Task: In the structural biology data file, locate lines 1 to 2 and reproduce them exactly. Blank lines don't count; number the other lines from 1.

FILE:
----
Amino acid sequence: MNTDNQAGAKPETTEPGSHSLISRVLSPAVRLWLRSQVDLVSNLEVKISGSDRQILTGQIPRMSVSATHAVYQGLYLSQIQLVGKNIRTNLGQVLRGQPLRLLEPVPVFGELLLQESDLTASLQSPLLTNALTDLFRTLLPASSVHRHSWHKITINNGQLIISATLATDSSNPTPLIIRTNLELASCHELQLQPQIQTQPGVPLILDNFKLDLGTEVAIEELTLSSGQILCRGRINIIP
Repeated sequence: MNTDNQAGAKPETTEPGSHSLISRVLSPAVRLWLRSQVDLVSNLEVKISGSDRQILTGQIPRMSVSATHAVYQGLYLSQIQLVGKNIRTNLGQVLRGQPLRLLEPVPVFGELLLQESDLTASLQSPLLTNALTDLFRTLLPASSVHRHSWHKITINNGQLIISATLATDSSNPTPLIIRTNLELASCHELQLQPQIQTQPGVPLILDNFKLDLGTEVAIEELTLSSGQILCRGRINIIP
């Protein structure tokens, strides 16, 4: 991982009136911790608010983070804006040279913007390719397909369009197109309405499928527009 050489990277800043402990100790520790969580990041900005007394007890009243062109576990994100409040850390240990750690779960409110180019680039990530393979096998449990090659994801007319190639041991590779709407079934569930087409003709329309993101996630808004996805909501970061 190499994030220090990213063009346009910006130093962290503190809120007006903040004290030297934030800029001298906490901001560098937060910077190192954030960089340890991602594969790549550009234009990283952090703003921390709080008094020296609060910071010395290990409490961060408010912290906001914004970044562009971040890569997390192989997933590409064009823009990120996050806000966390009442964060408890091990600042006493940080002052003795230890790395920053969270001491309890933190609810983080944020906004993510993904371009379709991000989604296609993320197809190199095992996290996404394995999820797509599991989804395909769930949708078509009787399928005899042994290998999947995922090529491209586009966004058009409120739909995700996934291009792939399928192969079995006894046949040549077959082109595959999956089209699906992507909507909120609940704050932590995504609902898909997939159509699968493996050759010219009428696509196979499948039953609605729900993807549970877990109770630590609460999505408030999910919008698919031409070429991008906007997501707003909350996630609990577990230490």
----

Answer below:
Amino acid sequence: MNTDNQAGAKPETTEPGSHSLISRVLSPAVRLWLRSQVDLVSNLEVKISGSDRQILTGQIPRMSVSATHAVYQGLYLSQIQLVGKNIRTNLGQVLRGQPLRLLEPVPVFGELLLQESDLTASLQSPLLTNALTDLFRTLLPASSVHRHSWHKITINNGQLIISATLATDSSNPTPLIIRTNLELASCHELQLQPQIQTQPGVPLILDNFKLDLGTEVAIEELTLSSGQILCRGRINIIP
Repeated sequence: MNTDNQAGAKPETTEPGSHSLISRVLSPAVRLWLRSQVDLVSNLEVKISGSDRQILTGQIPRMSVSATHAVYQGLYLSQIQLVGKNIRTNLGQVLRGQPLRLLEPVPVFGELLLQESDLTASLQSPLLTNALTDLFRTLLPASSVHRHSWHKITINNGQLIISATLATDSSNPTPLIIRTNLELASCHELQLQPQIQTQPGVPLILDNFKLDLGTEVAIEELTLSSGQILCRGRINIIP